Daoism Explained


Daoism is a philosophy of ancient China which later became an official religion around the same time that Buddhism came to China. The philosophy is referred to as Dao Jia ( 道家 ) or Philosophical Daoism, the origin of which is accredited to Lao Zi, who lived in the 6th century BC. The religion is referred to as Dao Jiao ( 道教) or Religious Daoism ( 142 C.E. onwards). Daoist philosophy was considered one of the 100 schools of philosophy of the Warring States Period, which was when Zhuang Zi lived and wrote. The book which bears his name is a mixture of writing by the philosopher himself (the first 7 chapters or Inner Chapters) and later interpolations authored by several others, associated with early Daoism. The tenets of Daoism however, pre-date written history and are believed to be the “way” of the ancient legendary kings of ancient China. Daoism is found throughout Chinese culture existing beside Confucianism, Buddhism and even Christianity. Because Daoism is based on the natural laws of nature and the universe, it can be applied to a diverse cross section of cultural and social backgrounds. Today there are Daoists all over the world and Daoist temples exist in many countries other than China. Modern Daoists seek to harness the energy of the body, mind and spirit to cultivate the “Way” or Dao in their lives, for the benefit of themselves and the world at large. Many years of in depth  study and dedication is required to become a Daoist master, but the ordinary person can benefit from simply following the Tenets of Daoism and cultivating the Way in everyday life.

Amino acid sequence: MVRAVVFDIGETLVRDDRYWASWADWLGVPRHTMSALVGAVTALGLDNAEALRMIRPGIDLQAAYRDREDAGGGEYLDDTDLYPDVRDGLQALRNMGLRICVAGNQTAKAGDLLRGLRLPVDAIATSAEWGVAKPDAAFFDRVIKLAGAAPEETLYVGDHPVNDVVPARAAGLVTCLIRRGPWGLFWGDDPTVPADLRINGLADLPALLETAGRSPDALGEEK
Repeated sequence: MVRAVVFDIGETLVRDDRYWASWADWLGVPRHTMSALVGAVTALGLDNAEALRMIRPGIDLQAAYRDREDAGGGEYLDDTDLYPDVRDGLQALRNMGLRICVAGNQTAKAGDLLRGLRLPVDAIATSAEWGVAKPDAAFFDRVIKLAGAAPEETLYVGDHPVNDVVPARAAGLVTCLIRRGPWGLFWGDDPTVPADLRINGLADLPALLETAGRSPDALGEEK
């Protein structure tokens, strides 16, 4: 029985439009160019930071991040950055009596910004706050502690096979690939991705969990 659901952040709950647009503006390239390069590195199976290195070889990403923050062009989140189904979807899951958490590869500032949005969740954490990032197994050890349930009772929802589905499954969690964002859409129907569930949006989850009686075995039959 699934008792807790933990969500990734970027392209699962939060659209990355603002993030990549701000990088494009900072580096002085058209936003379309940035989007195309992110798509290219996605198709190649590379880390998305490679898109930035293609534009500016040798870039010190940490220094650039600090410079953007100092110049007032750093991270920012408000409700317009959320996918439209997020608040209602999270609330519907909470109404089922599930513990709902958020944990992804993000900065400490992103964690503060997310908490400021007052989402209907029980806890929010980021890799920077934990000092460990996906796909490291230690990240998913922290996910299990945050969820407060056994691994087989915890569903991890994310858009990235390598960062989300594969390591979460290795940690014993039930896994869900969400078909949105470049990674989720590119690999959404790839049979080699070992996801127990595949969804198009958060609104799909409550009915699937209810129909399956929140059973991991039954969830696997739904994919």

Evidence of Daoism in modern society is easier to find once you know what you are looking for. For example, the practice of Chinese internal martial arts like Tai Chi Chuan and Qi Gong is popular for general health and well being and classes are offered for all ages, in cities all over the world.

Feng Shui or the Art of Placement is another Daoist oriented technique, based on the 5 elements and energy flow. It is   utilized extensively by civil engineers and surveyors in both China and the West. The presence and positioning of water and mountains, the contour of the land and seasonal aspects, all present important factors when designing large hotels, botanical gardens, government parks and monuments as well as private residential dwellings. Correct Feng Shui ensures that the naturally occurring elements of nature are taken into consideration for their optimum benefit. It can minimise misfortune, promote wealth and good health and has a subtle positive influence on all those who pass through.

Daoism is also a major part of Traditional Chinese Medicine (TCM) and Daoist monks and mountain dwellers have long been the collectors of rare and sparsely scattered medicinal herbs and fungi that only grow at high altitudes in remote places that are hard to access . Other herbal medicinal ingredients are grown and nurtured in monasteries using traditional ancient cosmological planting guides and cultivation methods. Read More

TCM is a popular form of alternative medicine and in China is combined with Western medicine in major hospitals and health care facilities. Acupuncture and herbal treatments can be used alongside Western medical procedures quite safely.